Fernandez Arman

Born in Nice in 1928, Armand Pierre Fernandez, commonly known as Arman, entered the Nice Decorative Arts School in 1946, where he met Yves Klein and Claude Pascal. The three become fraternal friends and begin to experience exhilarating moments together: they set off on a hitchhiking trip across Europe, during which Arman begins to delve into philosophy, Buddhism and astrology. He moves to Paris, where he studies at the Ecole du Louvre, department of oriental art and archaeology. From 1959 he began working on the Accumulations (accumulations of everyday objects, all identical and generally already used) and on the Poubelles (waste, detritus, various scraps piled up in a transparent container). He exhibited for the first time in Italy at the Apollinaire gallery in Milan.

After meeting Pierre Restany and Cesar, he gives rise to the creation of the movement called Nouveau Réalisme, together with Yves Klein, Raymond Hains, Jacques Villeglé, Jean Tinguely and François Dufrêne, soon joined by Martial Raysse, Niki de St. Phalle, Christo, César, Gérard Deschamps, Daniel Spoerri. Over time, Arman focuses his art on the physical object up to his own accumulation of the same: thus, he realizes accumulation of real objects or society’s waste.In 1961 he exhibited for the first time in New York at the Cordier – Warren Gallery. The Coupes (objects cut or sawn) and the Colères (objects broken or violently damaged) are presented, also participating in The Art of Assemblage at the MoMA of New York.

Starting in 1961 he dedicated himself to the decomposition of subjects using the découpage technique, furthermore, he deepened his research on many bronzes, which led to the creation of the Combustions in 1963. In the same year his first retrospective was held at the Walker Art Center in Minneapolis it then moves on to the Stedelijk Meseum in Amsterdam.

Polyester, which he has used as glue since 1961, enters the scene with Inclusions (accumulations of objects immersed in transparent polyester resin).His one-man shows are held at the Haus Lange Museum in Krefeld, then in Chicago, Lausanne, Venice, and Paris.In 1968 he participated in the Venice Biennale and in Documenta, Kassel, and obtained a professorship at the California University of Los Angeles.

In the 1970s, his experimental research moved him towards the inclusion of classic materials in concrete platforms, technically defining Beton. He exhibits in the French pavilion at the Universal Exposition in Osaka, in the museums of Helsinki, Ludwigshafen, Stockholm, and Zurich, and celebrates the tenth anniversary of the Nouveau Réalisme in Milan.

In 1972 he obtained American citizenship and the musical instruments he needed to create new works, Coupe Dans le Beton (violin and case cut and embedded in concrete) and Colères Dans le bèton, Les désenchantès (broken violins embedded in concrete).In 1974 a traveling retrospective was held in the United States, beginning at the Jolla Museum in Los Angeles and ending in New York. In 1976 he was invited to the Venice Biennale.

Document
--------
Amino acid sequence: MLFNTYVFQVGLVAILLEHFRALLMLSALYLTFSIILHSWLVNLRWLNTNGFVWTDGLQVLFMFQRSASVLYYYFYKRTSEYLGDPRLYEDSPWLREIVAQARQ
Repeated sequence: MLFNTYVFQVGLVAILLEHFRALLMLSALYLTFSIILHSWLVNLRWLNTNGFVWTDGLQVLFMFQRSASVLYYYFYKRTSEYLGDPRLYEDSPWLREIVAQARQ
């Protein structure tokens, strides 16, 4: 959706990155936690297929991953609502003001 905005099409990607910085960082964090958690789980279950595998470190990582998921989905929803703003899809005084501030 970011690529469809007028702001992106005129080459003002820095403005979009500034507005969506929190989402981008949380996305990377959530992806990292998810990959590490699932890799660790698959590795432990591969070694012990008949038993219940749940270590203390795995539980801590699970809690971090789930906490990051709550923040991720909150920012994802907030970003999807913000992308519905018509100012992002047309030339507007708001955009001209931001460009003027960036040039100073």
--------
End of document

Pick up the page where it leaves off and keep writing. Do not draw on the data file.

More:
Numerous solo exhibitions date back to the early 1980s in Monaco, Geneva, Caracas, Florence, Paris, Osaka, Tokyo, Nice, Stuttgart Darmstadt. In 1986 retrospective exhibitions are held at Pavillon Web in Zurich and at the Urlich Museum in Wichita, Kansas, as well as an exhibition at the Fuji Television Gallery in Tokyo, while working on the Slices of Liberty project for the centennial of the Statue of Liberty.The following year he dedicated himself to various public monuments: Cavalleria Eroica in Montecarlo, Ascend to the Blues in Memphis, Tennessee, Le Jardin des Délices in Grasse, Persepolis in Dallas, Texas, The Fourth of July in Connecticut.In 1988 he continues the creation of monumental sculptures: the Vénus des Arts in the heart of Saint Germain de Près in Paris, Dionysos discovered for the Portman Company in Atlanta, Georgia, and the Turbeau fountain, at the Notre Dame des Fleurs castle, Vence. In 1990 he began working on a new series of sculptures entitled Atlantis.In 1991 he took part in the first Lyon biennial introducing the theme of bicycles. In 1999 Arman paid homage to Ferrari: The Rampante is a sculpture made up of cut and superimposed red bronze racing cars, located in Imola, in front of the motor racing circuit.

In 2001 the great retrospective was held at the MAMAC in Nice. On October 22, 2005, Arman died in New York. In 2006, the retrospective dedicated to his first period, entitled Subida al Cielo, took place at the MAMAC in Nice. In 2007 some of the master’s works were presented on the occasion of Le Nouveau Realisme, the most important exhibition dedicated to the homonymous movement.